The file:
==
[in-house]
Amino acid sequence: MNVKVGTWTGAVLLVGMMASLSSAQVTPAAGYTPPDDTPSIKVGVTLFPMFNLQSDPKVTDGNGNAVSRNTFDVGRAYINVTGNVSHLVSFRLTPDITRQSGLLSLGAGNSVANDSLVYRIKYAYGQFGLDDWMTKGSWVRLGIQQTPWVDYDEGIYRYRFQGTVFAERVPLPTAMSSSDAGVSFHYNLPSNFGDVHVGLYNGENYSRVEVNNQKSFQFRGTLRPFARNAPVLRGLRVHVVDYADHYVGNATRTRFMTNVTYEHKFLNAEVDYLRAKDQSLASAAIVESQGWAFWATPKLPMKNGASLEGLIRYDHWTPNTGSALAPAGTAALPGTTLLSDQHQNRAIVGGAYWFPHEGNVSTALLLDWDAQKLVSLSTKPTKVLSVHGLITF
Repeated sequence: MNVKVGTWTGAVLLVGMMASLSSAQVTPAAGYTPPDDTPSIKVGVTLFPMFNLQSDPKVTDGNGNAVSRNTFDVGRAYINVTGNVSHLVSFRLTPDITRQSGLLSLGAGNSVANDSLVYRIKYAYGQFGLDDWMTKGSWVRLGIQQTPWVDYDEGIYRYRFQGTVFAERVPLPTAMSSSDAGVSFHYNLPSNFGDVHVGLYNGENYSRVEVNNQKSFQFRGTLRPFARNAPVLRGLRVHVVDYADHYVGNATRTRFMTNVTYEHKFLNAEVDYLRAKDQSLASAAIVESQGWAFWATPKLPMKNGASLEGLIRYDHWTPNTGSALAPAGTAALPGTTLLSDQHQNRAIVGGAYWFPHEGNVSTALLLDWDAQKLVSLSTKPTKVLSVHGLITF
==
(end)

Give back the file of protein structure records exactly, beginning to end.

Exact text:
[in-house]
Amino acid sequence: MNVKVGTWTGAVLLVGMMASLSSAQVTPAAGYTPPDDTPSIKVGVTLFPMFNLQSDPKVTDGNGNAVSRNTFDVGRAYINVTGNVSHLVSFRLTPDITRQSGLLSLGAGNSVANDSLVYRIKYAYGQFGLDDWMTKGSWVRLGIQQTPWVDYDEGIYRYRFQGTVFAERVPLPTAMSSSDAGVSFHYNLPSNFGDVHVGLYNGENYSRVEVNNQKSFQFRGTLRPFARNAPVLRGLRVHVVDYADHYVGNATRTRFMTNVTYEHKFLNAEVDYLRAKDQSLASAAIVESQGWAFWATPKLPMKNGASLEGLIRYDHWTPNTGSALAPAGTAALPGTTLLSDQHQNRAIVGGAYWFPHEGNVSTALLLDWDAQKLVSLSTKPTKVLSVHGLITF
Repeated sequence: MNVKVGTWTGAVLLVGMMASLSSAQVTPAAGYTPPDDTPSIKVGVTLFPMFNLQSDPKVTDGNGNAVSRNTFDVGRAYINVTGNVSHLVSFRLTPDITRQSGLLSLGAGNSVANDSLVYRIKYAYGQFGLDDWMTKGSWVRLGIQQTPWVDYDEGIYRYRFQGTVFAERVPLPTAMSSSDAGVSFHYNLPSNFGDVHVGLYNGENYSRVEVNNQKSFQFRGTLRPFARNAPVLRGLRVHVVDYADHYVGNATRTRFMTNVTYEHKFLNAEVDYLRAKDQSLASAAIVESQGWAFWATPKLPMKNGASLEGLIRYDHWTPNTGSALAPAGTAALPGTTLLSDQHQNRAIVGGAYWFPHEGNVSTALLLDWDAQKLVSLSTKPTKVLSVHGLITF